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J.J. Hunter, M.C. W. Campbell, M.L. Kisilak, E.L. Irving; Predictions of Blur Sensitivity Improvement in the Growing Chick Eye . Invest. Ophthalmol. Vis. Sci. 2006;47(13):3337.
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© ARVO (1962-2015); The Authors (2016-present)
Mean ocular refraction (MOR) decreases with age in the chick eye by an active process known as emmetropization. We wished to investigate the rates of change of the optical dimensions of the chick eye during the first 14 days after hatching. We compare the predictions of passive and active models of growth based on these changes with measured MOR and image quality in order to determine underlying changes in blur sensitivity.
We have previously reported an improvement in optical quality across both constant and growing pupils in the naturally developing chick eye. We refit data provided by Irving and colleagues on age changes in ocular parameters with significant exponential regressions. The rates of change of pupil radius, anterior cornea radius and ocular equatorial diameter were used to give magnification factors for scaled eye models. We also developed active models. In the first, the retinal position maintained a constant defocus blur. In the second, a constant linear blur due to higher–order aberrations was maintained with increasing eye size. Expected variations in MOR and aberrations with age were derived for each model.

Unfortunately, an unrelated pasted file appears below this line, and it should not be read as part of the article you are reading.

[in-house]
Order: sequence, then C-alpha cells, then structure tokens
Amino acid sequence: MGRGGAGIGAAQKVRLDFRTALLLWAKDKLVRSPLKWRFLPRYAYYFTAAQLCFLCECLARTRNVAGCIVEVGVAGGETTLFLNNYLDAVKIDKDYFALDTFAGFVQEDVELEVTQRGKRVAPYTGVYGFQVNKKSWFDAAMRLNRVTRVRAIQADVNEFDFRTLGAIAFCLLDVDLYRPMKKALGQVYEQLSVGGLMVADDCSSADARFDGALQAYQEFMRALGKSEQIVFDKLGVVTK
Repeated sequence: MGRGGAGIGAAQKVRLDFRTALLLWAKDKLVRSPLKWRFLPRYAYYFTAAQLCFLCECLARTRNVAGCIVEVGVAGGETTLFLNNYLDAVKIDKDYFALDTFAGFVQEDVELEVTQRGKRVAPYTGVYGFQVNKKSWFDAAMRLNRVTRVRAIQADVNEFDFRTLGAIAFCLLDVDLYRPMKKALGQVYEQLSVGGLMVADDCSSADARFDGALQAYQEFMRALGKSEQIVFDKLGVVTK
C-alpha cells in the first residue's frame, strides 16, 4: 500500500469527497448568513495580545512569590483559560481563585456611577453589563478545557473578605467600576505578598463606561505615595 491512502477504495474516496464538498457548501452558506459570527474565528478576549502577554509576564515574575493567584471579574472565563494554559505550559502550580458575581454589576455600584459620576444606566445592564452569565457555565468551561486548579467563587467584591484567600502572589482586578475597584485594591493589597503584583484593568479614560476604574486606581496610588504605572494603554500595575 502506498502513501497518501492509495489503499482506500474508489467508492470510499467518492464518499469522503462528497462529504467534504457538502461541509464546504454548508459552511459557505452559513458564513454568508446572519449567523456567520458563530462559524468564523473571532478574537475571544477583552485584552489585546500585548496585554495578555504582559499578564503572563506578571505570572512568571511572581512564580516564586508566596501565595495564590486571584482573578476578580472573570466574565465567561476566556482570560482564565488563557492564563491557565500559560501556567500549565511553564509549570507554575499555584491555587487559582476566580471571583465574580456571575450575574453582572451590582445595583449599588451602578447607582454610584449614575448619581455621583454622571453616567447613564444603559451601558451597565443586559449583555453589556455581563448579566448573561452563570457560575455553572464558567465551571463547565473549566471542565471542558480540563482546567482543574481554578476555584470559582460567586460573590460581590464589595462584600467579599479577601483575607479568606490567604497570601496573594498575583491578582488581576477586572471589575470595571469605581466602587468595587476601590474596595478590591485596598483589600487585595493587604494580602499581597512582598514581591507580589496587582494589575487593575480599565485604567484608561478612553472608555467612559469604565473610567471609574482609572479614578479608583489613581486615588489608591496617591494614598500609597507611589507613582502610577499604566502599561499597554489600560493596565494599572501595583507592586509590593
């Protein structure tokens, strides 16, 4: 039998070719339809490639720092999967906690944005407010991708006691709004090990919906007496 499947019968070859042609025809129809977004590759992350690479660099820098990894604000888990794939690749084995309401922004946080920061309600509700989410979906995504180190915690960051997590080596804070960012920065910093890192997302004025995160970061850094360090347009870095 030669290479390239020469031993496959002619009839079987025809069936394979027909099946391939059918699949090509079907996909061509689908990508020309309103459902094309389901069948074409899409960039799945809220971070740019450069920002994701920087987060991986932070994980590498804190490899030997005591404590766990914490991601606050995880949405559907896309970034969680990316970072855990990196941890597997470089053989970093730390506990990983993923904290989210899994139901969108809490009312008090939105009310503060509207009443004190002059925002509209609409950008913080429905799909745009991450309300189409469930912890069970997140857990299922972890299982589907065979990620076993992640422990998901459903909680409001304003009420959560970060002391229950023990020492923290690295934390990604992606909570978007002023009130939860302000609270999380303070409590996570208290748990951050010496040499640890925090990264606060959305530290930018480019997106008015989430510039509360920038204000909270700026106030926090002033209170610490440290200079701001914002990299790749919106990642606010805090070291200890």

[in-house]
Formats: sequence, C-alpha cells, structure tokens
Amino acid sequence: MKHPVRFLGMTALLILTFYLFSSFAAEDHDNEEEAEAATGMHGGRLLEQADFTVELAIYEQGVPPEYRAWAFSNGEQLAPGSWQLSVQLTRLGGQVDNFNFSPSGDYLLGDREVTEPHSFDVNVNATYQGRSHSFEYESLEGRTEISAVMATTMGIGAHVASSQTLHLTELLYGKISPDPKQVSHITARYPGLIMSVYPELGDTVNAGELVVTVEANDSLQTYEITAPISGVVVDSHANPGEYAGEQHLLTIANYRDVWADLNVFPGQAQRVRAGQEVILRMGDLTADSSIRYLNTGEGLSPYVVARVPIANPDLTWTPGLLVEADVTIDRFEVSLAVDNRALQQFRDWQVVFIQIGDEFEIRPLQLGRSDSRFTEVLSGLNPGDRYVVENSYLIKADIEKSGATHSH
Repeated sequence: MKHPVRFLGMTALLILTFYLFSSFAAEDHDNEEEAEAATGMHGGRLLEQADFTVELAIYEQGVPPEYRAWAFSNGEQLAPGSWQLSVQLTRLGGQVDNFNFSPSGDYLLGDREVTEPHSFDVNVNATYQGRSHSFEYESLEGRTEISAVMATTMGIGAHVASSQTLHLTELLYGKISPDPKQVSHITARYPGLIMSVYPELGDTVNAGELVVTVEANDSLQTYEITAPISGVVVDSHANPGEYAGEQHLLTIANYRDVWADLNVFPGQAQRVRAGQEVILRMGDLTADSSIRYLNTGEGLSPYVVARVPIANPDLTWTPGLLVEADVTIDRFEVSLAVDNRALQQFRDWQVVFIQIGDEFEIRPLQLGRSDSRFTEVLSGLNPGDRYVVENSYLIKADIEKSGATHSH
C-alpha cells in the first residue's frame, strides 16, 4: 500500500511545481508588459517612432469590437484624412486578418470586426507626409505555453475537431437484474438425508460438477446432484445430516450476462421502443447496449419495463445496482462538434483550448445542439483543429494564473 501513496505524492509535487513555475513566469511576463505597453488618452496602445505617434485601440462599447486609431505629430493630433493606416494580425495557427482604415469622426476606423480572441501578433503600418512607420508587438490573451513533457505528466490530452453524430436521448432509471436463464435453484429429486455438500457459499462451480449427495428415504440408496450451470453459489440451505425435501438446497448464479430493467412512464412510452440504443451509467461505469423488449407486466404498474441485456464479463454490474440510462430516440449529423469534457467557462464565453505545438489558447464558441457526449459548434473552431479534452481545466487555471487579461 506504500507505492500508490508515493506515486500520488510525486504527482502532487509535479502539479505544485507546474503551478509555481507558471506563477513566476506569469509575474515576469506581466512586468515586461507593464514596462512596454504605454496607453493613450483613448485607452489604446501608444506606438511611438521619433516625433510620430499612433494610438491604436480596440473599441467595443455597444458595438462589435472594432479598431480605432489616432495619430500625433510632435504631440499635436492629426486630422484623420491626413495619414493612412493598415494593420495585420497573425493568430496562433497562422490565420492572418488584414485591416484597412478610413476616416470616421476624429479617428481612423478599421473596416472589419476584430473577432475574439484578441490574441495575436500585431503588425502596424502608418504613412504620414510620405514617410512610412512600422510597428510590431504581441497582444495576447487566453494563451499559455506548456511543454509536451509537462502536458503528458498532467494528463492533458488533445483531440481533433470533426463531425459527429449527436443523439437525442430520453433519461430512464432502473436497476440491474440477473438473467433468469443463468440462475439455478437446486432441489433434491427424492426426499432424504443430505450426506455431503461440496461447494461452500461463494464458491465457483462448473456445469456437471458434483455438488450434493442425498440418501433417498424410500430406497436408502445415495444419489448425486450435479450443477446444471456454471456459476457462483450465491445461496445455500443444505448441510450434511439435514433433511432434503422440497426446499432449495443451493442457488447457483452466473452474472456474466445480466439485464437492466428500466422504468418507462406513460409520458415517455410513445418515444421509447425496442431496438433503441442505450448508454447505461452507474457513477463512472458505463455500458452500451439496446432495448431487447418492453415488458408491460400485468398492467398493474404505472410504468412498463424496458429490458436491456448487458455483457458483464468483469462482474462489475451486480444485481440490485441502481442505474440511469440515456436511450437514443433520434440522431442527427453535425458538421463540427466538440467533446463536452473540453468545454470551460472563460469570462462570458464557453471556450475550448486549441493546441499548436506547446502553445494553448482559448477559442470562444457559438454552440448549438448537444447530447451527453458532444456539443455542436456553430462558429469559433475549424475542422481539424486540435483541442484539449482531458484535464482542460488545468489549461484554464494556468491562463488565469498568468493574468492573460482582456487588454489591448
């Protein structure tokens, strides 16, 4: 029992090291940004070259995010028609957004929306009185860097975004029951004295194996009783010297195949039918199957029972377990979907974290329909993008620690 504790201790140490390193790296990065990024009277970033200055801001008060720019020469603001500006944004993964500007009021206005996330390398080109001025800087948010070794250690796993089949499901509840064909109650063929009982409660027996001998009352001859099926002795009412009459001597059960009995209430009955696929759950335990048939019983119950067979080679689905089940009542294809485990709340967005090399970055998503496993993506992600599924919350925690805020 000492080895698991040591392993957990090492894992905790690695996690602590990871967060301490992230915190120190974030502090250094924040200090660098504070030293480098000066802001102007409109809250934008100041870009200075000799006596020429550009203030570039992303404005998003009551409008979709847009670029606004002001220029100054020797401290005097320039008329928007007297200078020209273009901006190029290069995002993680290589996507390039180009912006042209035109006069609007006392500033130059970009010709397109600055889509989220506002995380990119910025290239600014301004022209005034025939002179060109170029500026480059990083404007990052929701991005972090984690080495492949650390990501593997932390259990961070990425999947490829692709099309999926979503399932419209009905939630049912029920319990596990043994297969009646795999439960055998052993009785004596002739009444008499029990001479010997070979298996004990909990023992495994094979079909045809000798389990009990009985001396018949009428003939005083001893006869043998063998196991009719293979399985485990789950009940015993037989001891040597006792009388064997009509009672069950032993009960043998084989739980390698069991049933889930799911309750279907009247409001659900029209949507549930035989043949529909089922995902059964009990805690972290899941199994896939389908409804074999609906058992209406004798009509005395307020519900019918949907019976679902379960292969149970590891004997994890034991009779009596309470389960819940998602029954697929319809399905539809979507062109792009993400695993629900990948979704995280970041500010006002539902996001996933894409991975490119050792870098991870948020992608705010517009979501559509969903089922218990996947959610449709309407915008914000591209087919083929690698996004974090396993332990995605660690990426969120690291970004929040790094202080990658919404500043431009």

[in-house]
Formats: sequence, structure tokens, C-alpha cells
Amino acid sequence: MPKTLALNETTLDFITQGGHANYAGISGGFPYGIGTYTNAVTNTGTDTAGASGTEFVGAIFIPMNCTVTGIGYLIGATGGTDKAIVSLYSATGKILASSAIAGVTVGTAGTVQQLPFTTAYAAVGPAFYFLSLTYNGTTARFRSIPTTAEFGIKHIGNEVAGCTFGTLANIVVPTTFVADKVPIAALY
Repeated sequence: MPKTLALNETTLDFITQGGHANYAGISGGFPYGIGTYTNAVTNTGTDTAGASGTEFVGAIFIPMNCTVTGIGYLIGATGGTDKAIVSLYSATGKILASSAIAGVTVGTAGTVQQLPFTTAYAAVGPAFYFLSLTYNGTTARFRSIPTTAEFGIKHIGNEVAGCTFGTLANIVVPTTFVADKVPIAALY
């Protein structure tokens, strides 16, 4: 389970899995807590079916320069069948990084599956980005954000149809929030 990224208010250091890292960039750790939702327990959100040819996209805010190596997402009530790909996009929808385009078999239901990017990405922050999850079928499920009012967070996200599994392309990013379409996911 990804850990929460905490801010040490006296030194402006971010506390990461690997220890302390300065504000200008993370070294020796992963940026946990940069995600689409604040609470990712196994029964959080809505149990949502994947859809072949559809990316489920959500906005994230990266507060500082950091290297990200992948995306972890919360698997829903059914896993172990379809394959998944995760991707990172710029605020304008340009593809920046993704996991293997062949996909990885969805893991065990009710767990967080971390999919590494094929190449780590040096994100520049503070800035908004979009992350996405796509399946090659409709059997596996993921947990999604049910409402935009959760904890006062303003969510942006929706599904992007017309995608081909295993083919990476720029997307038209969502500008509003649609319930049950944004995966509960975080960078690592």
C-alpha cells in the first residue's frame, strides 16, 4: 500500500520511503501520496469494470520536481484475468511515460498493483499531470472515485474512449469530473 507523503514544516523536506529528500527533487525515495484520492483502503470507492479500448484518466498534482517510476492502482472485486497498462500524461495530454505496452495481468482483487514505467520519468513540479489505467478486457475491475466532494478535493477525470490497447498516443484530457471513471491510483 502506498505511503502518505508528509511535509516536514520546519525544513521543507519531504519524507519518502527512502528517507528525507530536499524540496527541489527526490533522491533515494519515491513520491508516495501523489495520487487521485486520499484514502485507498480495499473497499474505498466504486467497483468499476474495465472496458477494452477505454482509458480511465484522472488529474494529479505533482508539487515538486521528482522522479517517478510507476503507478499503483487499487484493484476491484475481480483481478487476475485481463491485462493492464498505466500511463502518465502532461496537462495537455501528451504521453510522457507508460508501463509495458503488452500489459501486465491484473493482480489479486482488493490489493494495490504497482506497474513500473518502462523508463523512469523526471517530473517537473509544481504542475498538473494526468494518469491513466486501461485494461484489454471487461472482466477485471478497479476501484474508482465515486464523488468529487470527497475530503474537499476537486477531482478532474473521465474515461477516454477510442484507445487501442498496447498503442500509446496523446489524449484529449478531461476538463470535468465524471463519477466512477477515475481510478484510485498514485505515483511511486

The pupil radius rate of increase is not significantly different from those of any of the other anterior ocular parameters. Our models of passive growth increase in size exponentially with age. The passive model predicts a decrease in MOR as the inverse magnification. For constant retinal blur, MOR decreases as the inverse square of the magnification. The rate of decrease of measured MOR was more rapid, implying an exponential improvement in sensitivity to defocus blur with a time constant ranging between 5.6 & 15.2 days. The passive model predicts an increase in aberrations with age. The active model predicts that the root–mean–square wavefront aberration remains constant and the angular blur on the retina, approximated by equivalent blur (Kisilak et. al., 2005), decreases as the inverse magnification. The experimentally observed improvement in equivalent blur in the developing chick eye implies an improvement in sensitivity to aberration blur, significantly smaller than the rate of change in sensitivity to defocus blur.
Measured changes in defocus and aberration blurs are not predicted by passive models of eye growth. These results suggest an improvement in sensitivity to defocus blur with age. The data are consistent with two different mechanisms of defocus and aberration control and two different blur sensitivities.
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